This is Rich.
Rich Taunt works at Kaleidoscope.
In previous lives, Richard was Director of Policy at the Health Foundation, worked at the Care Quality Commission - working on the Commission's new approach to regulation in 2013/14 - and spent an inordinate amount of time at the Department of Health. Roles there included advising on strategy and policy in quality, primary care, system reform, and 'reorganisations so big you can see them from space'. Richard has also worked for the Cabinet Office, HM Treasury, and the Demon Barbers (some - but not all - of those roles involving the sweeping of hair).
In addition to Kaleidoscope, Richard is Director of the UK Improvement Alliance, a network of organisations dedicated to improving the quality of health and care.
If you would like to get Richard involved in a long discussion, try the topics of trust, radical new forms of organisation, bridging the disconnect between research and practice, and the Premier League season of 1995/96.
Richard is married with two children and two cats, and lives in the best place in the world - Brockley, South London.
This is Tanuj.
Tanuj Aggarwal works at Kaleidoscope
Tanuj used to work for the Health Foundation, investigating the future of health and how the NHS will look in the year 2048 at its centenary. He also investigated future technologies that will change the delivery of healthcare and how automation will grapple healthcare. In this process, he sadly discovered one of his past jobs, working with patients in a stroke rehabilitation unit as a hand masseur, was replaceable by robots. His other job however was not automatable, working for an economic business development consultancy, creating strategies for small businesses to export internationally.
In his spare time, Tanuj runs a travel booking service creating bespoke holiday packages to locations far and away. He is also a trained chemist, and therefore a breaking bad aficionado. If you speak Spanish or Hindi to him, consider it an in.
This is Caroline.
Caroline Taunt works at Kaleidoscope.
Caroline's background is in business development and fundraising, with previous employers including the Society for Local Authority Chief Executives (SOLACE) and The Prince's Trust (NO ACRONYM). Her strengths are problem-solving, clear thinking, and being wearyingly practical.
Alongside work, Caroline has spent a good chunk of the last four years bringing up two small people, making her a London museum and soft play devotee.
Much like Richard Taunt, she lives in Brockley with a combined total of four children and cats, which may or may not be a coincidence.
This is Anna.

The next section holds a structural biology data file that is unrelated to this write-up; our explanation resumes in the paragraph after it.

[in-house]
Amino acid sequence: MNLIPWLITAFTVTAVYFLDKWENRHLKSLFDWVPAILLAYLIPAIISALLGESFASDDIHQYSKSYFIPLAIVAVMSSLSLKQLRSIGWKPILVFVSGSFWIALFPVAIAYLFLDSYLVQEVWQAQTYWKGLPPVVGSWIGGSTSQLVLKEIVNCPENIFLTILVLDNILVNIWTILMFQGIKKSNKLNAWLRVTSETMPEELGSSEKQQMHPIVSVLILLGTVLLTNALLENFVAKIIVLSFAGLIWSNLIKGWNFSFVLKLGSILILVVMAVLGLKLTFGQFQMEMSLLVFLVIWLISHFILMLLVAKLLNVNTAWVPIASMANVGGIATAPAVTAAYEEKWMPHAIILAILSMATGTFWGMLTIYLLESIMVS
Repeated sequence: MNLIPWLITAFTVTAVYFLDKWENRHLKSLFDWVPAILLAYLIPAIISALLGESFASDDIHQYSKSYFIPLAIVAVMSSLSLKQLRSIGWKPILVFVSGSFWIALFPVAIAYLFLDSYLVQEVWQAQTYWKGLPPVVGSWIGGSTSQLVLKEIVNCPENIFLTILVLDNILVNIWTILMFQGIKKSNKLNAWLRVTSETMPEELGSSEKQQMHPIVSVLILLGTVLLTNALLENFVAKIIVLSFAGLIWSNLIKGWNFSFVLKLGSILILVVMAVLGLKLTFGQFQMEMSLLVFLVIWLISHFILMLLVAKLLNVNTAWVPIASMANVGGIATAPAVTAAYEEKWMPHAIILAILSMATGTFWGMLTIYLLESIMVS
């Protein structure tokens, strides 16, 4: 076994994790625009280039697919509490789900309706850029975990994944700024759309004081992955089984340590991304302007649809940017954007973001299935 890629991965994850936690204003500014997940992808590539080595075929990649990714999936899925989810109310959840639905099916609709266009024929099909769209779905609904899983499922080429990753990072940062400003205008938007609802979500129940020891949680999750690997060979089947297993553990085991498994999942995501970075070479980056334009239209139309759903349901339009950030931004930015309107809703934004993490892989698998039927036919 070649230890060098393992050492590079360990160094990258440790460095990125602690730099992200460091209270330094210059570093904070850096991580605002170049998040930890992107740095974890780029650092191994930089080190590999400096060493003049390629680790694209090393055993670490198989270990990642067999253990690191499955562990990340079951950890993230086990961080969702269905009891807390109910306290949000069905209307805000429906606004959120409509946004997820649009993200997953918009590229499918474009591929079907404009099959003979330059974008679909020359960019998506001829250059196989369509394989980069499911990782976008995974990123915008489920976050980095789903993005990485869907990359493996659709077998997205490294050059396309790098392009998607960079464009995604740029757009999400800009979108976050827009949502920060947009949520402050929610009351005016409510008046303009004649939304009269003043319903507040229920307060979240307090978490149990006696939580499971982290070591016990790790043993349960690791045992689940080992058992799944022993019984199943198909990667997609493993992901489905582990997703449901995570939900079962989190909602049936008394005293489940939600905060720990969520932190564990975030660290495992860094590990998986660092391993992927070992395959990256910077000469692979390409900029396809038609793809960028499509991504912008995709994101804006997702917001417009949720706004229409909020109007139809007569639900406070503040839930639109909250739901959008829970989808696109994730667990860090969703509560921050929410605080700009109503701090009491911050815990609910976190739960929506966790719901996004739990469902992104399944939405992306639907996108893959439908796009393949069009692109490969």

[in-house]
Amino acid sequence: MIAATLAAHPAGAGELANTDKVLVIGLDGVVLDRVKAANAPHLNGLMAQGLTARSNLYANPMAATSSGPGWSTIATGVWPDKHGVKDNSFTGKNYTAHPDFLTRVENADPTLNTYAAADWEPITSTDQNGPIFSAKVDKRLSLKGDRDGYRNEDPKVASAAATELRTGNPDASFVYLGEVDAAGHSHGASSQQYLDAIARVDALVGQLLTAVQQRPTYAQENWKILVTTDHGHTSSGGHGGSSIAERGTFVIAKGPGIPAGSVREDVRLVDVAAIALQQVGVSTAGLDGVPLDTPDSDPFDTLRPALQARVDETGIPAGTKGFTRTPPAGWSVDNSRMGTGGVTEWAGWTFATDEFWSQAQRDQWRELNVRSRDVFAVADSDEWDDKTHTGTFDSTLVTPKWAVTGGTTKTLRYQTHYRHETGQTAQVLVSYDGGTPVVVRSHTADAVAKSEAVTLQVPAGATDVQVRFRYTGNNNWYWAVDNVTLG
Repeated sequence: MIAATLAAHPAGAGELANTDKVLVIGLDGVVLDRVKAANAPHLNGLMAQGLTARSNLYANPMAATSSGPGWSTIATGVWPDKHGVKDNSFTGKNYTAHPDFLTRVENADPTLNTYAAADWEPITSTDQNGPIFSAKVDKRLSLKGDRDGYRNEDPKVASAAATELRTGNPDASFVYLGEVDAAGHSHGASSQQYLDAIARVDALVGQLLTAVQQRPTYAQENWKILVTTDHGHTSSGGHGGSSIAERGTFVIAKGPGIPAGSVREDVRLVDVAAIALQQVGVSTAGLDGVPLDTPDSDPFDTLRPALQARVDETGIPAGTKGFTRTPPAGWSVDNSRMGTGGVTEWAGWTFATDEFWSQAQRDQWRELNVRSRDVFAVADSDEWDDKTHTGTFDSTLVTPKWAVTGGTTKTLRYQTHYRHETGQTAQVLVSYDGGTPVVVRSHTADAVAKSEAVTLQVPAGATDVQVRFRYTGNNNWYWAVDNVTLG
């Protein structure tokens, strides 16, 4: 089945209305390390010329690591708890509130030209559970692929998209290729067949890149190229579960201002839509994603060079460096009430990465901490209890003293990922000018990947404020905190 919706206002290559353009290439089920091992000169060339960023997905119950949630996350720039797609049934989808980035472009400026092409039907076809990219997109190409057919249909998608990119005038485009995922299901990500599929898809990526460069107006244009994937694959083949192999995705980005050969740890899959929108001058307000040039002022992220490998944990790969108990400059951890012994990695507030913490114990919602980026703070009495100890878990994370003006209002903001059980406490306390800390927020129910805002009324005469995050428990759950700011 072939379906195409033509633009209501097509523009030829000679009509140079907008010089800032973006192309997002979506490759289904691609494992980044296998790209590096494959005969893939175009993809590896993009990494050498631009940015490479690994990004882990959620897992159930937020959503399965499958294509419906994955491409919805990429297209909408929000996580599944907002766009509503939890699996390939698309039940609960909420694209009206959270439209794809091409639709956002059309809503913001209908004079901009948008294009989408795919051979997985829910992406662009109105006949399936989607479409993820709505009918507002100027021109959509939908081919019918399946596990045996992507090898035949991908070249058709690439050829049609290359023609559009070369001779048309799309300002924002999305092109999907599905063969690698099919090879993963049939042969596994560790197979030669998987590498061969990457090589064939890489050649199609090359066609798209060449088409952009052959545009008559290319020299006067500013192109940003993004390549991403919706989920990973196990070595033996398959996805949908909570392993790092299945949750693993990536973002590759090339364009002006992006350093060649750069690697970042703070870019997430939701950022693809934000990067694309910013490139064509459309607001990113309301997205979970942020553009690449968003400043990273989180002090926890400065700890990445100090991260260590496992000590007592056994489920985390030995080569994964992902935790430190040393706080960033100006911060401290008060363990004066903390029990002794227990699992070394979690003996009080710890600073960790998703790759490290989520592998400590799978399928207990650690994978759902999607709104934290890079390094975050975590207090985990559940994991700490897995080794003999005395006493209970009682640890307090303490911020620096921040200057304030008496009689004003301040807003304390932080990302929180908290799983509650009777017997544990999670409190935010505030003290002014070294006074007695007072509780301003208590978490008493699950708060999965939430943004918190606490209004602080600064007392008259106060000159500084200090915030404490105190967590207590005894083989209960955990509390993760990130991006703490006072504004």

Anna Howells works at Kaleidoscope.
Anna has recently returned from Myanmar, where she spent 6 months working as an NHS Improving Global Health Fellow leading a number of quality improvement projects and researching the value of workplace-based training in the Family Medicine curriculum. Prior to her South East Asian travels, Anna worked in health policy and health service change. This included roles at NHS England in the New Care Models Programme and the Health Foundation.
In addition to mastering the art of cooking a Burmese curry, Anna likes to imagine she is a sporting pro and has signed up for her first (and probably last) half-marathon.
This is Jess.
Jess Tudor-Williams works at Kaleidoscope.
Jess gave up a fledgling career as a professional yachtswoman in the Caribbean to become an NHS Graduate Management Trainee, and since then has held a series of operational management roles at both district general hospitals and London Teaching Trusts, before becoming a Senior Programme Manager at UCLPartners Academic Health Science Network and then moonlighting as the Chief Operating Officer for the National Institute of Cardiovascular Outcome Research.
Jess has led service redesign in acute organisations, was responsible for the operational development of the Macmillan Cancer Centre at UCLH and has been part of teams delivering ambitious cardiovascular reform across central and north east London. She is particularly interested in organisational service design and developing systems to deliver results.
Jess is married, with a daughter & two dogs and lives in a 200 year old cottage in the wilds of Hampshire. When not propping up bits of 200 year old cottage she can be found road biking, sailing or gardening and, very rarely, sitting quietly and having a knit.
This is Vicki.
Vicki Webb works at Kaleidoscope.
She joins us with more than 16 years of consulting experience in the public sector in the UK and internationally. Most of this experience was with Accenture, working on large scale change and transformation programmes. Vicki is most proud work moment was opening of the service centre she developed with a key UK Central Government Department working to keep citizens safe… with further details available on a need to know basis!